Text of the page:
Lilian Chan, Executive Director of Hactl, said, “We are very delighted to extend our warmest welcome to Tianjin Airlines as our new customer, and we congratulate the carrier on the launch of its new route to Hong Kong. The addition of Tianjin Airlines to our expanding customer base further consolidate our partnership with the Hainan Airlines Group, at the same time reinforcing our market leader position in the industry. Leveraging on our 35 years of market expertise and dedication to service excellence, we are ready to provide the highest level of cargo solution to support Tianjin Airlines’ business growth in Hong Kong. ”

Frederic Xu, Cargo General Manager of Tianjin Airlines, said, “We are happy to have Hactl as our partner for the provision of physical cargo handling and air cargo documentation handling services. With a proven record of efficiency and reliability, we believe Hactl’s excellent services will support our air cargo business development and ensure that we enjoy the highest quality and professional services at the Hong Kong International Airport. We are committed to establishing a long-term and successful business relationship with Hactl.”
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Old July 23rd, 2011, 08:46 PM   #3844
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Speech by DGCA at new CAD Headquarters Topping-out Ceremony
Monday, July 11, 2011
Government Press Release

Following is the speech by the Director-General of Civil Aviation, Mr Norman Lo, at the new Civil Aviation Department Headquarters Topping-out Ceremony today (July 11):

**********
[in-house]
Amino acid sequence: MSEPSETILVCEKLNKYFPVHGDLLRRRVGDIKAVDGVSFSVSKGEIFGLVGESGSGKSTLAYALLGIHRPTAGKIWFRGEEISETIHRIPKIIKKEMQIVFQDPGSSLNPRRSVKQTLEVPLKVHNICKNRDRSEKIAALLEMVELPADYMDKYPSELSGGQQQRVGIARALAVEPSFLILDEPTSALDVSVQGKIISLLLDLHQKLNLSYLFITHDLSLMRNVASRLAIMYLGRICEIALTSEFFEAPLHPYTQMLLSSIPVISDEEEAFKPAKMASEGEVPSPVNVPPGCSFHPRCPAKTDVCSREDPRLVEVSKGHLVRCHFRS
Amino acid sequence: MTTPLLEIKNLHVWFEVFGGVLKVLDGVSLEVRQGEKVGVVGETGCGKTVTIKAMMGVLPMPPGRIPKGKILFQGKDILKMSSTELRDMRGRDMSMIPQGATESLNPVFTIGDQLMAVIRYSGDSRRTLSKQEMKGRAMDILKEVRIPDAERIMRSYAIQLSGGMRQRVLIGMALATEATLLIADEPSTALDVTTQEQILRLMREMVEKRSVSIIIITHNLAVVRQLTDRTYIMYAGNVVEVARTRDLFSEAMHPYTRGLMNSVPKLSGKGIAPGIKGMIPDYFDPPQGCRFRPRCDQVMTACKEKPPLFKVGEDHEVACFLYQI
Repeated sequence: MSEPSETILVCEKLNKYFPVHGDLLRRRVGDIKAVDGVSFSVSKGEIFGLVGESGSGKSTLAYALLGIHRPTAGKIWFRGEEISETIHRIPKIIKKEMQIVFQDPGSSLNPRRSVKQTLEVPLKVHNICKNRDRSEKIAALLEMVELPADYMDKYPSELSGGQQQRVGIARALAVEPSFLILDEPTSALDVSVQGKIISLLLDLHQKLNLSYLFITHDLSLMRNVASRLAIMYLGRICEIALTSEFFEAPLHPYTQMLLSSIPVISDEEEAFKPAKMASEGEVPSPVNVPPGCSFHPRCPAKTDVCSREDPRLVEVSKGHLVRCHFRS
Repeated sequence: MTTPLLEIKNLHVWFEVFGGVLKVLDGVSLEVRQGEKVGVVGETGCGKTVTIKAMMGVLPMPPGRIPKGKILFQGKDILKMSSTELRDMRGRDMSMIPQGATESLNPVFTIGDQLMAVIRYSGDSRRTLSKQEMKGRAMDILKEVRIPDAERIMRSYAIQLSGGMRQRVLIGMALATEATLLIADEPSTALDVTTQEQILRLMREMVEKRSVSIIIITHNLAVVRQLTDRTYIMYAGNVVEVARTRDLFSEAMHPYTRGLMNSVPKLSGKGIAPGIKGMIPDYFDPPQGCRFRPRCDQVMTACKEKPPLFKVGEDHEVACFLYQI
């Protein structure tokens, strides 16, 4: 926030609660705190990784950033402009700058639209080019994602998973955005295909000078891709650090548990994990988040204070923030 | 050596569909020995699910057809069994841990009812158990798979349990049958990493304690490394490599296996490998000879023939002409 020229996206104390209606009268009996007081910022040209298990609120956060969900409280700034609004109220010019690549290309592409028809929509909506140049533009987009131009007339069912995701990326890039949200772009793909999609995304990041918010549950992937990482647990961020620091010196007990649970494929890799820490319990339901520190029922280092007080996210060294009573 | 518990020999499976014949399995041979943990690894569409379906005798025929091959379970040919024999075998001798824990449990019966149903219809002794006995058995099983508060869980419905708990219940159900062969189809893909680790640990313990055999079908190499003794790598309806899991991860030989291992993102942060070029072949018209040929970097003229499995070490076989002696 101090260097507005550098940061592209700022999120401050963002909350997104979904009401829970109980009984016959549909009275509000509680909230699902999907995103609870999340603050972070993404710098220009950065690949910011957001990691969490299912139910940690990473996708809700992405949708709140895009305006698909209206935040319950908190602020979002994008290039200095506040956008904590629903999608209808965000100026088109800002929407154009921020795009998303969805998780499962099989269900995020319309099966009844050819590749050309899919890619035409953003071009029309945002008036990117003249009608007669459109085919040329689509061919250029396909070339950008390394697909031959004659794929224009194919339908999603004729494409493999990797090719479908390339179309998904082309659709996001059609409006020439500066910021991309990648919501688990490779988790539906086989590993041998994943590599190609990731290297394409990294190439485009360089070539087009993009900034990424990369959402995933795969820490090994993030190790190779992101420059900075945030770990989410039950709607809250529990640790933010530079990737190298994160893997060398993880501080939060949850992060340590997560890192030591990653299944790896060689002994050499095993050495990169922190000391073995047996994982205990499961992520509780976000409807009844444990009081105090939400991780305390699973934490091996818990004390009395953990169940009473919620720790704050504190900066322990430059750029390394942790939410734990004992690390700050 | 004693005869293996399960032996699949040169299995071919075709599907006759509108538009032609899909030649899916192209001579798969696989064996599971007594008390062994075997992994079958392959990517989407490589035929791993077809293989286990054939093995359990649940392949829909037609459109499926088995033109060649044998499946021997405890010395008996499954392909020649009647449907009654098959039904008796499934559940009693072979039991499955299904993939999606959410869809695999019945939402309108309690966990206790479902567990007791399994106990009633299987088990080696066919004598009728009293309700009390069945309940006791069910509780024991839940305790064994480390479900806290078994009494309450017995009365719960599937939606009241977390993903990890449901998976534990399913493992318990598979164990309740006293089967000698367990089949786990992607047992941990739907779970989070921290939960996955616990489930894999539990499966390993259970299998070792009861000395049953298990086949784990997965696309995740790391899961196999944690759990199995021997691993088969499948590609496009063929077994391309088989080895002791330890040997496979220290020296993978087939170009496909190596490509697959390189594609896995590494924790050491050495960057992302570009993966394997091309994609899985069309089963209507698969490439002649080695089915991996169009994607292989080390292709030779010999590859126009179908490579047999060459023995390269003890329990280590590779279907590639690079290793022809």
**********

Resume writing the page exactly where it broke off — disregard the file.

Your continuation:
Good afternoon, Eva (Cheng), distinguished guests, colleagues, media friends, ladies and gentlemen,

Thank you for coming to this topping-out ceremony of our new CAD Building.

As a start, please allow me to provide you with some background information on the CAD Building project. In addition to our role as the safety regulator of the aviation industry, we also provide air traffic management service to aircraft operating within Hong Kong airspace. In the past six months, we handled a daily average of 900 aircraft movements at our International Airport and about 500 flights that overflew Hong Kong without landing. When compared with the traffic figures in the year 1998 when the airport was relocated to CLK, the traffic throughput today has been doubled for airport flight movements and one and a half times more for overflying traffic.

In anticipation of the traffic growth due to rapid economic development in the region and to meet the projected traffic demand, the CAD considered all options available and concluded that it was necessary to build a larger Air Traffic Control Centre and to replace the existing ageing air traffic control system with a new state-of-the-art system that can provide more control and management functionalities and controller workstations. The idea of pursuing an integrated new CAD Building with the new Air Traffic Control Centre was therefore mooted in 2005. With the support of the Government and the industry, the site that we are now standing on was secured from the Airport Authority. After many rounds of meetings and presentations, the funding of the project was eventually approved by the LegCo Finance Committee in 2008.

As for our building requirements, we have asked for specific design criteria and provisions that reflect our concepts on sustainability, environment-friendly initiatives and aviation education for youth. You will be pleased to note that our new air traffic control system will have the processing capacity and functionality to cope with the anticipated traffic demand even beyond the year 2030. Sufficient floor areas have been reserved in our new building for further enhancement of our air traffic control service when such needs arise. With our new building, the CAD will also be able to provide one stop shop service to our industry partners and the public. With additional manpower resources, we will be able to take more active roles in organising aviation-related activities, such as hosting international meetings, conferences and regional training programmes. All of these have the objective of promoting Hong Kong as a regional centre of aviation.